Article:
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A serious column is really not a REACH for me

By Paul Viau | Aug 03, 2016
Photo by: Carol Viau MAKING BEAUTIFUL MUSIC TOGETHER — Balsam Range performed at REACH's 2016 'Main Event' in June, making it the organization's most successful event. Pictured in front of Canton's Southern Porch is REACH executive director, Julia Freeman, with Haywood County's own award-winning bluegrass musicians, Balsam Range.

Most of my columns are a bit on the lighter side — not about light beer, mind you, but certainly ‘lighthearted’ in approach and/or content.

This week is a bit of departure, because I am writing about a subject most people don’t want to talk about, not even with their best friend or spouse. I’m writing about domestic violence —violence in the home, sexual assault, dating abuse and elder abuse.

Hopefully, I haven’t lost you as a reader at this point, because there is a big problem with domestic violence in the mountains.

I had my first encounter with this subject seven years ago, when the subject of one of my first columns was ‘the most stolen book from the library.’

“Guinness Book of World Records” had boasted that its book is “the most stolen.” I asked Haywood County’s head librarian to verify this, and was told that the most stolen books ‘round these parts’ are anything dealing with domestic violence and low-cost divorces.

No wonder most folks don’t want to borrow books on abuse — because the librarian, clerk, or person standing nearby might be a friend, neighbor or even a relative.

Did you know? Most people are embarrassed just to be seen glancing at books about abuse and domestic violence. Instead, they steal information about their problems, hope they aren’t discovered and continue to live in the shadows.

Haywood County is not alone in this growing national problem, but our area is uniquely blessed with an organization that brings abuse victims real hope — REACH of Haywood County.

REACH serves the survivors of domestic violence, sexual assault and elder abuse through advocacy, community outreach and prevention education. REACH uses educational programs to empower people to live self-sufficient lives, free from violence.

“We are here to empower victims,” said Julia Freeman, REACH executive director. “We help them with the changes they need to make.”

It’s an ongoing struggle, because the average victim of domestic violence returns to the same abusive situation seven to nine times, before finding resolution.

“God made us very forgiving, said Freeman. “Each time, REACH provides new tools for the individuals, families and the extended families.

“Domestic violence does not discriminate,” she said. “We see it in all relationships — singles, couples, old, young and same-sex.”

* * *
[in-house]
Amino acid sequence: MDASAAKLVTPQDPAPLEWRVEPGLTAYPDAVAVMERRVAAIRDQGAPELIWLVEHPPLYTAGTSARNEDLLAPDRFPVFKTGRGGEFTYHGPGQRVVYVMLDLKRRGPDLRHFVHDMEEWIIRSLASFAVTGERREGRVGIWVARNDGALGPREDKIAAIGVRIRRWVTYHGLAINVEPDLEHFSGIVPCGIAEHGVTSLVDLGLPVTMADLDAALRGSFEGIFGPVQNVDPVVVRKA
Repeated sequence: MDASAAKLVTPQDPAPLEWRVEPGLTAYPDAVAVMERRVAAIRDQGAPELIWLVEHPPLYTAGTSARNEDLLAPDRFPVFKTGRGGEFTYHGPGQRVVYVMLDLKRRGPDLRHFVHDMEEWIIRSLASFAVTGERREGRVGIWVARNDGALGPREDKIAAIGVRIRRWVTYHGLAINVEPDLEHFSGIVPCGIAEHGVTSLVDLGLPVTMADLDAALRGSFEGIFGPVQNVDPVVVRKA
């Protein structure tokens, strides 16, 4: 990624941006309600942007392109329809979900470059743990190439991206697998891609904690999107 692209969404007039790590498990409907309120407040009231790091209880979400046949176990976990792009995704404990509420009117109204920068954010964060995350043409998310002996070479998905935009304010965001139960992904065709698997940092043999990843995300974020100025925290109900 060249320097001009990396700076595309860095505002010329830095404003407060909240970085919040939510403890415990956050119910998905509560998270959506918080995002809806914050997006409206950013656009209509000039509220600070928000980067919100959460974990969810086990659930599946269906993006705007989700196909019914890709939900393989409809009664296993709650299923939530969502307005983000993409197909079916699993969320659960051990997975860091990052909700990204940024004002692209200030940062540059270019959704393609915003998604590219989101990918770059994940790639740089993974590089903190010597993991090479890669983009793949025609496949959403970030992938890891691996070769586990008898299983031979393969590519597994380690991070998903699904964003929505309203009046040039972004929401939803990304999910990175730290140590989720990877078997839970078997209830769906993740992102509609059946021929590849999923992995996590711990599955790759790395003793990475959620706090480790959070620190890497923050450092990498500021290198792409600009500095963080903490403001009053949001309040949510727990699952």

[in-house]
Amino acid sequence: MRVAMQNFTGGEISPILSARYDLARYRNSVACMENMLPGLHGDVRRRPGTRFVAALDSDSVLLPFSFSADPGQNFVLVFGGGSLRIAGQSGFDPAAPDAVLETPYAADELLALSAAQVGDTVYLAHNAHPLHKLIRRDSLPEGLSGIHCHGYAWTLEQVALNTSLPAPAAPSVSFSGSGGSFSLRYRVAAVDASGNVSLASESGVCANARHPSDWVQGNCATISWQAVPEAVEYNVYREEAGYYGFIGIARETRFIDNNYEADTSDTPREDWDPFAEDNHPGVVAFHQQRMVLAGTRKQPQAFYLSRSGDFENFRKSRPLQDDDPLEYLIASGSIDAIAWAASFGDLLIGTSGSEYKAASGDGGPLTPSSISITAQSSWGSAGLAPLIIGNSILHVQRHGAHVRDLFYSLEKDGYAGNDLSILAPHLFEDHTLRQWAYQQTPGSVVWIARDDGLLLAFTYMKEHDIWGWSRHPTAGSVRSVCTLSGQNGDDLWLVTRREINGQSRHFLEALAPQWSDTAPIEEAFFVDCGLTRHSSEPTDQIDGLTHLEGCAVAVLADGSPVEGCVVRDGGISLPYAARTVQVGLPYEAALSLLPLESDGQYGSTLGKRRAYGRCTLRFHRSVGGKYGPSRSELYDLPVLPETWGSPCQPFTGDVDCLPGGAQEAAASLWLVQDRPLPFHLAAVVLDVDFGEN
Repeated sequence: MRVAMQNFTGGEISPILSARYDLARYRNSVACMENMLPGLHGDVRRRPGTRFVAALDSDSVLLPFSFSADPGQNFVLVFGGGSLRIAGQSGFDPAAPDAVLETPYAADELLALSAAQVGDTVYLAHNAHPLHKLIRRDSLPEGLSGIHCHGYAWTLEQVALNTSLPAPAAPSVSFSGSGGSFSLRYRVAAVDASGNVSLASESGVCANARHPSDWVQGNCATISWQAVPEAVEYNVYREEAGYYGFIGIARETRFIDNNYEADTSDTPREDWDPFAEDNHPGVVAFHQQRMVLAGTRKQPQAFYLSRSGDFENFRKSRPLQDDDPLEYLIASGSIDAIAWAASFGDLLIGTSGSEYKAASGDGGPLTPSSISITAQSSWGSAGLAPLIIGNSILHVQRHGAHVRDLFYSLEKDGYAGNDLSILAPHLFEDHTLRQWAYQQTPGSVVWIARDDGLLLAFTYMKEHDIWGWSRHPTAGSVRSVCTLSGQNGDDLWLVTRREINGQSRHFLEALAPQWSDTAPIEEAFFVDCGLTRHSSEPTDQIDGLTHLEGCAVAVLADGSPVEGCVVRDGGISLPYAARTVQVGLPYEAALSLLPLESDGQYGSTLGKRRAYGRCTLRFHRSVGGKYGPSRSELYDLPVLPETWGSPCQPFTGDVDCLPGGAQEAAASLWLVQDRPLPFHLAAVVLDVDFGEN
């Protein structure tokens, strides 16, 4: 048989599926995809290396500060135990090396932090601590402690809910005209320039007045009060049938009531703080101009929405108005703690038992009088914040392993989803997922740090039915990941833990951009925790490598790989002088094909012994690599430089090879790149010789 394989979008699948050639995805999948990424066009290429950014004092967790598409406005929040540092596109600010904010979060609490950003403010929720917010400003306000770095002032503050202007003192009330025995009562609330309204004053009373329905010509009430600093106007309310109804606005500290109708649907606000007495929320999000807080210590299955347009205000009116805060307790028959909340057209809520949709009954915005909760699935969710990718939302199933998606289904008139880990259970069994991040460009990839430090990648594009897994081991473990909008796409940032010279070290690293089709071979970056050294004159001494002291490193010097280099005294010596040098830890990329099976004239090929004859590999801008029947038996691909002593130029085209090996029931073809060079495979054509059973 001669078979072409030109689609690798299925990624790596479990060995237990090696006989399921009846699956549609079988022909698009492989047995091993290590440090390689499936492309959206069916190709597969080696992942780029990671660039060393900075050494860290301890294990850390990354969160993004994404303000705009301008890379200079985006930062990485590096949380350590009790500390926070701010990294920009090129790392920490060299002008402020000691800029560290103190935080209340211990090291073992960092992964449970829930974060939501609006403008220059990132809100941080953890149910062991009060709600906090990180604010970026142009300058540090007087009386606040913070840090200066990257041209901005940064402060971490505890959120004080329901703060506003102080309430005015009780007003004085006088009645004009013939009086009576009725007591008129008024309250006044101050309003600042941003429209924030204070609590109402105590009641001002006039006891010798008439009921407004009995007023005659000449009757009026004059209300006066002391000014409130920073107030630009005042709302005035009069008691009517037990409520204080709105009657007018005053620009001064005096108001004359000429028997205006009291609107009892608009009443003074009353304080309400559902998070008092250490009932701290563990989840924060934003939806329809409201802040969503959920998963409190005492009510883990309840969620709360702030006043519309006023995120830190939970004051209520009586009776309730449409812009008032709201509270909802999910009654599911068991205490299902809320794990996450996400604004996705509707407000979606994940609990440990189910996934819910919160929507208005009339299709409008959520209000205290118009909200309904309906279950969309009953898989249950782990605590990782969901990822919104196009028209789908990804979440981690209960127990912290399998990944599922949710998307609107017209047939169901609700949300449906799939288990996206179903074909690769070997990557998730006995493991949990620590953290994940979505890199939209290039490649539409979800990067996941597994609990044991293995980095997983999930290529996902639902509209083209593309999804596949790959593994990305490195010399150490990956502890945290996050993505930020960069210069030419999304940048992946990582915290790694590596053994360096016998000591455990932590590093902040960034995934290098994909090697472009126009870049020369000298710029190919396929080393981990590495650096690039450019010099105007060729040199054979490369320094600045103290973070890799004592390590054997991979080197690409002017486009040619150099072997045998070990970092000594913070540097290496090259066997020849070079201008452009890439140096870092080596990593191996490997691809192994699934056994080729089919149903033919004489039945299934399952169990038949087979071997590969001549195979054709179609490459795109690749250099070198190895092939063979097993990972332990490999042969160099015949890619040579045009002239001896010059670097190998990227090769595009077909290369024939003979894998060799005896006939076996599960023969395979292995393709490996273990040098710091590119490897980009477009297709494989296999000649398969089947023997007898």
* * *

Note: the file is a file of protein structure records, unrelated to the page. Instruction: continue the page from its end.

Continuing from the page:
Domestic violence is especially prevalent in the younger generation (18-24 years old) because they typically have fewer resources. And it is a growing problem among seniors who are reluctant to report abuse because there is such a stigma attached to the problem — especially when it involves caregivers and close family members.

“I’ve seen it all,” said Freeman, “Even a teenager who tied up a grandparent each day, before going to work — for the grandparent’s safety.”

REACH of Haywood County provides a 24-hour Crisis Hotline. It’s most victims’ first point of access for help. Make note of the number — 828-456-7898.

Through this portal, REACH provides access to:

Legal and court assistance — including advocacy, help navigating the judicial system and fast access to helpful community resources through REACH’s many outreach partners

Financial Assistance — including education, job training, job placement and a pathway to becoming self-sufficient

Emergency access to the REACH shelter — Home to 100-125 people per year, averaging a stay of more than 18 days

Individual Counseling

Support groups

Housing assistance

Services for elderly and those with disabilities

Referrals to other local agencies

Community education and prevention programs — Like ‘Safe Dates’

All REACH services are provided free of charge for women, children and men, and all matters are kept strictly confidential.

In Western North Carolina, women represent 97 percent of abuse victims. And because most men are acting as the head of the household, women have little or no financial resources and are easily overpowered  and overwhelmed.

“They have nowhere else to turn,” said Freeman, who has overseen REACH for nearly 20 years — starting on the board, then serving as a volunteer before becoming executive director.

“We make a difference,” she said. “And we measure success in many ways. Sometimes that difference is helping a victim get a driver’s license or opening a checking account — Getting a G.E.D. or simply regaining their self-worth.”

REACH has made a tremendous impact in our community and, to date, REACH has come to the aid of more than 770 abuse victims and survivors.

“Unfortunately, the power of fear and intimidation is stronger than it has ever been,” said Freeman. “It’s the result social media, bullying, texting and even tracking devices.”

As a result, REACH has an increased need community support.

Consider volunteering in the office or at the REACH resale store on Hazelwood Avenue. Become “A Friend of Reach.” Donate clothes and household items to the REACH store, and shop there yourself. Attend REACH sponsored events like the recent “Main Event” concert with Balsam Range. It all helps.

You can also make difference simply by staying vigilant.

“Prevention is the key to breaking the cycle of domestic violence,” said Freeman. “And REACH programs are helping.”

One great example is “Safe Dates,” REACH’s four-part series to 7th and 8th graders. Recently a teenager completed the classes, then encouraged her mother to go to REACH for help.

For more information, visit www.reachofhaywood.org or call 828-456-7898.










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